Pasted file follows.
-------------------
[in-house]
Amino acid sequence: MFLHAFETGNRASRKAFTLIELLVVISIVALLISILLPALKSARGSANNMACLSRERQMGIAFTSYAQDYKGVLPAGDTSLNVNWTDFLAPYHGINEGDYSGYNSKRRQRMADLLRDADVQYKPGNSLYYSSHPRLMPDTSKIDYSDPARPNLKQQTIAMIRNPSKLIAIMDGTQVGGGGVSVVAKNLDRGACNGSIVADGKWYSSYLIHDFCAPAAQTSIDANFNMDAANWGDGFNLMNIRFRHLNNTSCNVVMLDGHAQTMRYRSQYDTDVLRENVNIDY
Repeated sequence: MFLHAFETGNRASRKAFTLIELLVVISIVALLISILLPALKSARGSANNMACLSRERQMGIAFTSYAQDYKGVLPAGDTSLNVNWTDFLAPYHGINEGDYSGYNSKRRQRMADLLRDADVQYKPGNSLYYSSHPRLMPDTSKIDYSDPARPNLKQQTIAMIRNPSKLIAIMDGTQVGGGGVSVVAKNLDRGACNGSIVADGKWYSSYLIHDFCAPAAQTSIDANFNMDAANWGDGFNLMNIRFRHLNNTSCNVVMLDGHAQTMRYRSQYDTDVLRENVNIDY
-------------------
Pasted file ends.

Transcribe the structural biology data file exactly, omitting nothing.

[in-house]
Amino acid sequence: MFLHAFETGNRASRKAFTLIELLVVISIVALLISILLPALKSARGSANNMACLSRERQMGIAFTSYAQDYKGVLPAGDTSLNVNWTDFLAPYHGINEGDYSGYNSKRRQRMADLLRDADVQYKPGNSLYYSSHPRLMPDTSKIDYSDPARPNLKQQTIAMIRNPSKLIAIMDGTQVGGGGVSVVAKNLDRGACNGSIVADGKWYSSYLIHDFCAPAAQTSIDANFNMDAANWGDGFNLMNIRFRHLNNTSCNVVMLDGHAQTMRYRSQYDTDVLRENVNIDY
Repeated sequence: MFLHAFETGNRASRKAFTLIELLVVISIVALLISILLPALKSARGSANNMACLSRERQMGIAFTSYAQDYKGVLPAGDTSLNVNWTDFLAPYHGINEGDYSGYNSKRRQRMADLLRDADVQYKPGNSLYYSSHPRLMPDTSKIDYSDPARPNLKQQTIAMIRNPSKLIAIMDGTQVGGGGVSVVAKNLDRGACNGSIVADGKWYSSYLIHDFCAPAAQTSIDANFNMDAANWGDGFNLMNIRFRHLNNTSCNVVMLDGHAQTMRYRSQYDTDVLRENVNIDY